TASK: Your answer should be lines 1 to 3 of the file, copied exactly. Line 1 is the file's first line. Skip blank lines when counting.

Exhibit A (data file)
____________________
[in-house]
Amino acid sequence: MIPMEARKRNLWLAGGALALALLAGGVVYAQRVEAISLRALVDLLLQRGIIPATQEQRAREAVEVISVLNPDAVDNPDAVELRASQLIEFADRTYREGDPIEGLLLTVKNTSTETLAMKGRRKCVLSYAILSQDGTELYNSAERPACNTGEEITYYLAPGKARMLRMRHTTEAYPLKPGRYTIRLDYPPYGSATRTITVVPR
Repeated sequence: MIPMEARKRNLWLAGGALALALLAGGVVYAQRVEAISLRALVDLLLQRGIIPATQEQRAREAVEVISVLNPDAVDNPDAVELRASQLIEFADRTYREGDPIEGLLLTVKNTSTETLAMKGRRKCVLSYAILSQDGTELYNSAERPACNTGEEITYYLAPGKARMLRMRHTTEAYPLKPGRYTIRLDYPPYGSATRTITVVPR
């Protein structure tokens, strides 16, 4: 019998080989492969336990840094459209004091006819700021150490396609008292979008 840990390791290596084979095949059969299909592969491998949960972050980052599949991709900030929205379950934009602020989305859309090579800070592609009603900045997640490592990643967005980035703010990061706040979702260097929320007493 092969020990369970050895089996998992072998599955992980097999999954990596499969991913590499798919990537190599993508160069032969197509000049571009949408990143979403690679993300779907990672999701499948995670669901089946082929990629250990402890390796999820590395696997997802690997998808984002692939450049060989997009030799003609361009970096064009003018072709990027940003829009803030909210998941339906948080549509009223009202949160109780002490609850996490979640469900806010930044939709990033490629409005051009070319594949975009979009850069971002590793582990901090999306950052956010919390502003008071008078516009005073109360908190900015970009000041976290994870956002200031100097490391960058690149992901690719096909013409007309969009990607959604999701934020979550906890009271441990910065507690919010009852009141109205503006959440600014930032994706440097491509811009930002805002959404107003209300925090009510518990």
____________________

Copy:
[in-house]
Amino acid sequence: MIPMEARKRNLWLAGGALALALLAGGVVYAQRVEAISLRALVDLLLQRGIIPATQEQRAREAVEVISVLNPDAVDNPDAVELRASQLIEFADRTYREGDPIEGLLLTVKNTSTETLAMKGRRKCVLSYAILSQDGTELYNSAERPACNTGEEITYYLAPGKARMLRMRHTTEAYPLKPGRYTIRLDYPPYGSATRTITVVPR
Repeated sequence: MIPMEARKRNLWLAGGALALALLAGGVVYAQRVEAISLRALVDLLLQRGIIPATQEQRAREAVEVISVLNPDAVDNPDAVELRASQLIEFADRTYREGDPIEGLLLTVKNTSTETLAMKGRRKCVLSYAILSQDGTELYNSAERPACNTGEEITYYLAPGKARMLRMRHTTEAYPLKPGRYTIRLDYPPYGSATRTITVVPR